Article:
Tips For Throwing A Mardi Gras Party


About Mardi Gras
The annual celebration, also known as Carnival or Fat Tuesday, is recognized around the world as a time for extreme parties and maximum indulgence. Held the Tuesday before the start of the religious custom of Lent, it is one last hurrah before the Lenten season’s required fasting and abstinence.

While Louisiana is the only place in the U.S. where Mardi Gras is an officially recognized holiday, celebrations take place across the country. So, the team at Superstition Mountain Golf and Country Club has rounded up some tips to help you throw the best Mardi Gras party west of New Orleans.

The official colors of Mardi Gras are purple, green and gold. Traditional decorations include plenty of feathers, colorful masks, metallics and, of course, the iconic beads. It’s a Carnival so when it comes to party décor, the more the merrier.

Keep it classy with candles and flower arrangements in the traditional colors or go all out with balloons, streamers, plastic beads and feather boas.

What to Serve
Anyone who has been to Bourbon Street will confirm THE drink of Mardi Gras is the Hurricane. Named for the glass it’s served in, which resembles the shape of a hurricane lamp, this fruity libation was invented during World War II at  Pat O’Brien’s bar.

Here’s a traditional Hurricane recipe, courtesy of

  •   2 oz. light rum      
  •  2 oz. dark rum
  •  2 oz. passion fruit juice
  • 1 oz. juice
  • ½ oz. fresh lime juice
  • 1 tablespoon simple syrup
  • 1 tablespoon grenadine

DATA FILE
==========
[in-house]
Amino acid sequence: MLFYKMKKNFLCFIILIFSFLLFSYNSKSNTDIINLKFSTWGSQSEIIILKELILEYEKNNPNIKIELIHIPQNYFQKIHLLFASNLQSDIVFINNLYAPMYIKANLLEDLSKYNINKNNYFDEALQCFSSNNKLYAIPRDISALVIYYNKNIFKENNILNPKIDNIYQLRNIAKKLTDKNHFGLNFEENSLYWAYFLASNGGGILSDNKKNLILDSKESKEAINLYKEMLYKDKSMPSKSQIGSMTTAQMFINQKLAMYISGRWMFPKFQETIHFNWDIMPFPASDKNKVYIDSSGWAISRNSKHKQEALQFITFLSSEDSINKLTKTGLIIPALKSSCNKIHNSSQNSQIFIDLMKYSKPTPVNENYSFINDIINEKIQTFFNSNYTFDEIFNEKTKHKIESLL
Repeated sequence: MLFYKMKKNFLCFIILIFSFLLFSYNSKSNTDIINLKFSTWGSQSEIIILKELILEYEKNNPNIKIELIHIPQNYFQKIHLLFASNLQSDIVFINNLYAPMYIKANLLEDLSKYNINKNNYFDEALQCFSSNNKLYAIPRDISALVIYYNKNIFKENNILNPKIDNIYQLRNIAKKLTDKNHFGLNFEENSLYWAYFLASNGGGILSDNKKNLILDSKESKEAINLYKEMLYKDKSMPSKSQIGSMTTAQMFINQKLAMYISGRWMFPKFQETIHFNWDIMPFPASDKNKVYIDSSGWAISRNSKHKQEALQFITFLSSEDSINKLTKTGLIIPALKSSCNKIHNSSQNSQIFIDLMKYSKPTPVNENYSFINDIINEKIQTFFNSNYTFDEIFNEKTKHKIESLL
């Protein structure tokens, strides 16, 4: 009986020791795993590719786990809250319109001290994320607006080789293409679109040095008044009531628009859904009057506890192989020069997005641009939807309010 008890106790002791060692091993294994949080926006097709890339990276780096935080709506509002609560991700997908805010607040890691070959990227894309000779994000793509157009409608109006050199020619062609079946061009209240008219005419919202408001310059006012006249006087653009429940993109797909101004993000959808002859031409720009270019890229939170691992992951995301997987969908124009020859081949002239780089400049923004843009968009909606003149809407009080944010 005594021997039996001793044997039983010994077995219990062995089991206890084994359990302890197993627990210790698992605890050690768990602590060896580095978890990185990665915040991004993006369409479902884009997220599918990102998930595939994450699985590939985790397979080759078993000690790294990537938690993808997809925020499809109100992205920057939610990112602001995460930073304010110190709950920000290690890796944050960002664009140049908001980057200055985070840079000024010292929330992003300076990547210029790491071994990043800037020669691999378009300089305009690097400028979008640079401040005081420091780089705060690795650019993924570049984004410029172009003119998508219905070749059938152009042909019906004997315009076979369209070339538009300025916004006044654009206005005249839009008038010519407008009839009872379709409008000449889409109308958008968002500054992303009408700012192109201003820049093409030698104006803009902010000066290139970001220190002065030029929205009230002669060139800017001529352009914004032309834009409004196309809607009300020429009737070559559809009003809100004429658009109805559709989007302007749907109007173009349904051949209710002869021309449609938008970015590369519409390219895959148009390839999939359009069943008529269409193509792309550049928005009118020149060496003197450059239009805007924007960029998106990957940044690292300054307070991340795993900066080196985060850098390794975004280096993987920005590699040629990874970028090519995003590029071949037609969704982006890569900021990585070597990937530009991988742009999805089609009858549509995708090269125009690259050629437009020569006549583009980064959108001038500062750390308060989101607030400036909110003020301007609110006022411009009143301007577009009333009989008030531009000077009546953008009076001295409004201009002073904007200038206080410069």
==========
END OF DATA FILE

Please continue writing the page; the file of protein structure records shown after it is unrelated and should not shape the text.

Shake all ingredients in a cocktail shaker with ice and strain into a hurricane glass filled with ice. Garnish with a cheery and an orange slice.

From Jambalaya and Gumbo to Shrimp Etouffee andKing Cake, Delish.comis a great resource to find recipes for all the Cajun classics. If you are looking for something easy – that’s still going to impress your guests – consider a good old-fashioned Cajun Crawfish Boil.

This one-pot dish combines fresh crawfish, Andouille sausage, onions, corn and potatoes with a generous amount of creole seasoning.

Speaking of King Cake…

A mix between a coffee cake and a cinnamon roll, this tasty pastry is topped with festive yellow, green and purple icing. And don’t forget about the plastic baby. Either baked inside the cake or placed under a slice, tradition says that whoever finds the baby is responsible for hosting next year’s party. Or at least for providing the next King Cake.

Learn more about the history of King Cake here.

With your decorations in place and the menu planned, the only thing left to do is set the mood with this Zydeco playlist. For the record, we don’t really want to know what you did to get those beads.